Lou Hatter 540-829-7537
Feb. 7, 2010
DRIVERS SHOULD BE ALERT FOR SLICK CONDITIONS
VDOT crews continue their round-the-clock response to historic winter storm
CULPEPER — Crews from the Virginia Department of Transportation worked through to clear interstate and primary highways across the region. At this hour interstate and primary highways in VDOT’s Culpeper District are in minor to moderate condition. Generally roads in the Charlottesville region are clear with patches of packed snow and ice, while roads to the north are still covered with packed snow and ice.
All major highways in Rappahannock and Fauquier counties, including I-66, are reported in moderate condition with significant amounts of snow that still covering the roads. Both counties reported snow accumulations in excess of two feet and as plow crews continue working they are slowed by numerous fallen trees blocking the roads.
VDOT continues to warn against unnecessary travel on Sunday. Extremely cold temperatures overnight have frozen the packed snow and water on the roads and created slick, extremely hazardous driving conditions.
Secondary roads in Albemarle, Fluvanna and Louisa counties are reported in moderate condition, with most of the surface covered with packed snow. In other counties to the north the secondary roads are in severe condition and remain extremely hazardous due to the deep snow. Most of those roads have not been plowed and may be impassable in some spots. Crews continue to clear trees that have fallen from the weight of the deep snow, and are coordinating efforts with utility companies since some of the trees are tangled in power lines.
In the areas of Virginia hardest hit by the storm, generally north of Interstate 64 and west of the Northern Neck, heavy snowfall accumulations will slow typical plow response times, especially for lower traffic secondary roads and subdivision streets. That includes nine counties of Piedmont Virginia from Albemarle north through Fauquier that comprise VDOT’s Culpeper District.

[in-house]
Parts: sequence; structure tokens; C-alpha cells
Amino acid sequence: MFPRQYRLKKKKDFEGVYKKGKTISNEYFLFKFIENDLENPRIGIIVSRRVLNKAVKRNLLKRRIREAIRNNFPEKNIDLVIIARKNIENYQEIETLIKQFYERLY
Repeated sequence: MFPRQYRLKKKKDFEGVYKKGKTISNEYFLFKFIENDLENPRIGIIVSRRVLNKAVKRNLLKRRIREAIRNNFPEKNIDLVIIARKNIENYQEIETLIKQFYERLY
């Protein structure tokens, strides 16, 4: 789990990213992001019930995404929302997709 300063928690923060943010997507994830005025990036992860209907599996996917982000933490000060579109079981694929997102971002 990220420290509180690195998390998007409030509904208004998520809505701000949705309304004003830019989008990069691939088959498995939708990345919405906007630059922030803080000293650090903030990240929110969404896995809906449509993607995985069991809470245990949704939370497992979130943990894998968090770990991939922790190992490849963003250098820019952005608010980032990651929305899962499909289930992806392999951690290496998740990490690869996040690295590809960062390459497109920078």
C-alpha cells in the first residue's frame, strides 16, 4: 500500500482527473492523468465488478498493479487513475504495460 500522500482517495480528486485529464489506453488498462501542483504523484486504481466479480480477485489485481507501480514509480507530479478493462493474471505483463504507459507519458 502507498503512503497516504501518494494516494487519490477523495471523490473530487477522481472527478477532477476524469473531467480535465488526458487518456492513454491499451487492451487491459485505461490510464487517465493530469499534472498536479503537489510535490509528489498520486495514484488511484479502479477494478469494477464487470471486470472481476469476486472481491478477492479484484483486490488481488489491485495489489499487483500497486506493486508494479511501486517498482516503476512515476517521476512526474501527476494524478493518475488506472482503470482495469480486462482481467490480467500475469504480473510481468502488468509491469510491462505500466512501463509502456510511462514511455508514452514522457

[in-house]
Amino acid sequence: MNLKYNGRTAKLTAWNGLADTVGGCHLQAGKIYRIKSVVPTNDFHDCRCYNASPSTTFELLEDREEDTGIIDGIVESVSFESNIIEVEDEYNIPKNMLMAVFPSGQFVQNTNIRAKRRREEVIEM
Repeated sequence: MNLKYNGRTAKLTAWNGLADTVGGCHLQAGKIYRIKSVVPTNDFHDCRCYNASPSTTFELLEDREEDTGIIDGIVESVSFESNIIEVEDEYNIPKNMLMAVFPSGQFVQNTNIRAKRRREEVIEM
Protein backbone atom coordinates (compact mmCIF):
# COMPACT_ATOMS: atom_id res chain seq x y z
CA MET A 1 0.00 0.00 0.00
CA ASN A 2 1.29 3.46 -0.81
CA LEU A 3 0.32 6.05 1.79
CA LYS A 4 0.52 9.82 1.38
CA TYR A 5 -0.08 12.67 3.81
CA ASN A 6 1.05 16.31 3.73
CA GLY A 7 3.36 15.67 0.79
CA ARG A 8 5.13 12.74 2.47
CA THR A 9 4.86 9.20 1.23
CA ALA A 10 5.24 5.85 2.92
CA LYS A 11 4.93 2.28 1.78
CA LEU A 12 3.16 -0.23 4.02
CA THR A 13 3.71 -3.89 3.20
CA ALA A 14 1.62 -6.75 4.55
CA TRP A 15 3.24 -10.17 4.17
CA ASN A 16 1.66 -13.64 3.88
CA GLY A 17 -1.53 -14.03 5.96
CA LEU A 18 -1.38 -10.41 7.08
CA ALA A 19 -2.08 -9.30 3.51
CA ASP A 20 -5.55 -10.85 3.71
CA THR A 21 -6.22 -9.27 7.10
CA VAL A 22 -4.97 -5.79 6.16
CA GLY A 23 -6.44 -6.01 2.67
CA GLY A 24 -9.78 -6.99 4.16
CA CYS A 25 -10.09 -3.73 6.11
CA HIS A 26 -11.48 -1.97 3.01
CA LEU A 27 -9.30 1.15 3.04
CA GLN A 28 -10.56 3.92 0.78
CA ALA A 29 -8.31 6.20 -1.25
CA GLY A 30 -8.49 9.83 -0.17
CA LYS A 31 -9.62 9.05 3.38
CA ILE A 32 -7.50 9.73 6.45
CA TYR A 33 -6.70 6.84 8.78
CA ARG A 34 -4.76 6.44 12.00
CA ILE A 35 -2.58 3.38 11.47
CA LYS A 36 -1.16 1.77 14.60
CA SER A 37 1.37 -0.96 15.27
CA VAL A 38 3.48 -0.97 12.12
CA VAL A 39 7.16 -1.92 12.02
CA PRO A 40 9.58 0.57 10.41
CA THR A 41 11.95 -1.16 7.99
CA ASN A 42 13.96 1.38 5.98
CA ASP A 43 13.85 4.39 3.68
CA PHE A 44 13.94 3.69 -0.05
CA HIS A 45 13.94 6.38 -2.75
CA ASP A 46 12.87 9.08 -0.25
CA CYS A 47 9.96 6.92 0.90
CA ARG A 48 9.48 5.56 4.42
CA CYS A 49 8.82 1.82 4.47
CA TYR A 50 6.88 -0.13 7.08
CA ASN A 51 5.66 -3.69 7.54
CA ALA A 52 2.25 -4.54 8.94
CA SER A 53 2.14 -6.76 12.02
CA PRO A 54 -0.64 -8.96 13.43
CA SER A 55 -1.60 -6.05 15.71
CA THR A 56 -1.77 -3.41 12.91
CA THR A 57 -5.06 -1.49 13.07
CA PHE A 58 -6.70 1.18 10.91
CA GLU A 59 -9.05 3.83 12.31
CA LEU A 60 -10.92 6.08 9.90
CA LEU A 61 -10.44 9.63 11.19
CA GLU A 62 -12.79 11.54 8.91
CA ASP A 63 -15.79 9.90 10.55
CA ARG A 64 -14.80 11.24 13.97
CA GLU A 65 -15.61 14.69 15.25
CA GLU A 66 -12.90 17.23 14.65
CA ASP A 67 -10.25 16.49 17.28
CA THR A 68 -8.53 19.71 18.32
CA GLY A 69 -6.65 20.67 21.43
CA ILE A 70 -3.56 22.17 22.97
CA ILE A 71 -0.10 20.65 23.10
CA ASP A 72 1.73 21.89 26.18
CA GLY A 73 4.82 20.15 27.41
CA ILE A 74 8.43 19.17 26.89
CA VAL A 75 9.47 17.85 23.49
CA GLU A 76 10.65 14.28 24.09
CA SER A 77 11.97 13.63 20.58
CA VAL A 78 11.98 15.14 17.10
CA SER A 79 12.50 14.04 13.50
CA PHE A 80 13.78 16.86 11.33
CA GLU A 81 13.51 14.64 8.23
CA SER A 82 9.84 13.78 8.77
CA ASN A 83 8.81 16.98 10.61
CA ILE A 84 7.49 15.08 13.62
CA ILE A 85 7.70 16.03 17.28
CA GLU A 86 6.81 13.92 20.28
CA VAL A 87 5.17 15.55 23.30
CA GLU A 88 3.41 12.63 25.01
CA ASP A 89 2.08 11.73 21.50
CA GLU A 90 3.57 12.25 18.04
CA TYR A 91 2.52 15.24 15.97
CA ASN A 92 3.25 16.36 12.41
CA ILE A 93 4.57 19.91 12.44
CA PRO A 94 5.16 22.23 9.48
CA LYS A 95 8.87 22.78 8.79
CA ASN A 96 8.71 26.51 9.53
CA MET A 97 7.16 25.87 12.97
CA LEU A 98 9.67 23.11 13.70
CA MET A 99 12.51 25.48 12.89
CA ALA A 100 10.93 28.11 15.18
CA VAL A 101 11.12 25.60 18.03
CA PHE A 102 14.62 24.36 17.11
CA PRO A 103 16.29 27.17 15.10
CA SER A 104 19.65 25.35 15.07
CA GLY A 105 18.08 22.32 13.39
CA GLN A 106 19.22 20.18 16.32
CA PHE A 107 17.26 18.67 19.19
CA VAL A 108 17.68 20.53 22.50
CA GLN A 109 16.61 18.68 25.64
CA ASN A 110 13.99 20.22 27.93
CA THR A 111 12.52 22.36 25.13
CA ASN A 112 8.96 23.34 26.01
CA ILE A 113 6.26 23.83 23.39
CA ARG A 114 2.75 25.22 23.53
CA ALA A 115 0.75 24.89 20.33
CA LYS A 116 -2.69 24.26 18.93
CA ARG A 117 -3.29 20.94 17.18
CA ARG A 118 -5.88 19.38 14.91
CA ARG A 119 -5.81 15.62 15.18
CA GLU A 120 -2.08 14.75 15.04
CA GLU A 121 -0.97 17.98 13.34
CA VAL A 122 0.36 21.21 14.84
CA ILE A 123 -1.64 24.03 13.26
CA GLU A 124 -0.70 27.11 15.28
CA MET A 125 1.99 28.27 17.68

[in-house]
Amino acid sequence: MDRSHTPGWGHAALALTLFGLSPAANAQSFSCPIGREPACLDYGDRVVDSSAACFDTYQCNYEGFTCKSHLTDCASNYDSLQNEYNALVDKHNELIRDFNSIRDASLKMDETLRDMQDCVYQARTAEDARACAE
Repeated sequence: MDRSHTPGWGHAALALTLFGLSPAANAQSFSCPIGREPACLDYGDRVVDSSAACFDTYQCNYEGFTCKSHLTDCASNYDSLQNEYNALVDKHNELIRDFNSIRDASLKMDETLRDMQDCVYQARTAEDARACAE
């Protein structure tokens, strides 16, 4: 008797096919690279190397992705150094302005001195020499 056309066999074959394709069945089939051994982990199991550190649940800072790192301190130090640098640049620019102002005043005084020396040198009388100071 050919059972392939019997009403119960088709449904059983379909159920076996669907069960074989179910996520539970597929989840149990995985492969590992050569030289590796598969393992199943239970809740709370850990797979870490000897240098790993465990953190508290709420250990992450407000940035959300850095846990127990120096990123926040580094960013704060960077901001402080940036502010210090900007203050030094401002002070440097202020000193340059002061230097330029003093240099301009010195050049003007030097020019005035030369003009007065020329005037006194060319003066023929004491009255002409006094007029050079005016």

“VDOT’s number one priority is clearing roadways to make them safe,” said Gregory Whirley, acting commissioner. “We start with interstate highways and major primary roads with the goal of making all roads passable 48 hours after the end of a typical snowstorm. In the southern and far eastern portions of the state, we will likely achieve that goal. However, because of the historic amount of snow that has fallen in areas of VDOT’s Staunton, Culpeper, Fredericksburg, and Northern Virginia districts — in some places topping two feet of accumulation — we expect it will take us several additional days to clear secondary roads and subdivision streets. We ask for motorists’ patience while we continue working day and night to plow all state-maintained roadways.”
VDOT continues to be fully mobilized across the region with more than 700 pieces of equipment working to clear roads, including some equipment provided by other VDOT districts that were not as severely affected by the storm. In addition to its snowplows VDOT has also mobilized numerous pieces of heavy equipment, including motor graders and front-end loaders that are able to move heavy snow and packed snow and ice.
Anyone considering travel on Sunday is urged to check VDOT’s travel information Web site, www.511Virginia.org. The site has real-time information on road conditions and weather for all major highways in Virginia. VDOT’s statewide network of traffic cameras also provides live feeds of traffic conditions on major highways, including Interstate 64, I-66, Route 29 and Route 250 in Piedmont Virginia.
Information in VDOT news releases was accurate at the time the release was published. For the most current information about projects or programs, please visit the project or program Web pages. You may find those by searching by keyword in the search Virginia DOT box above.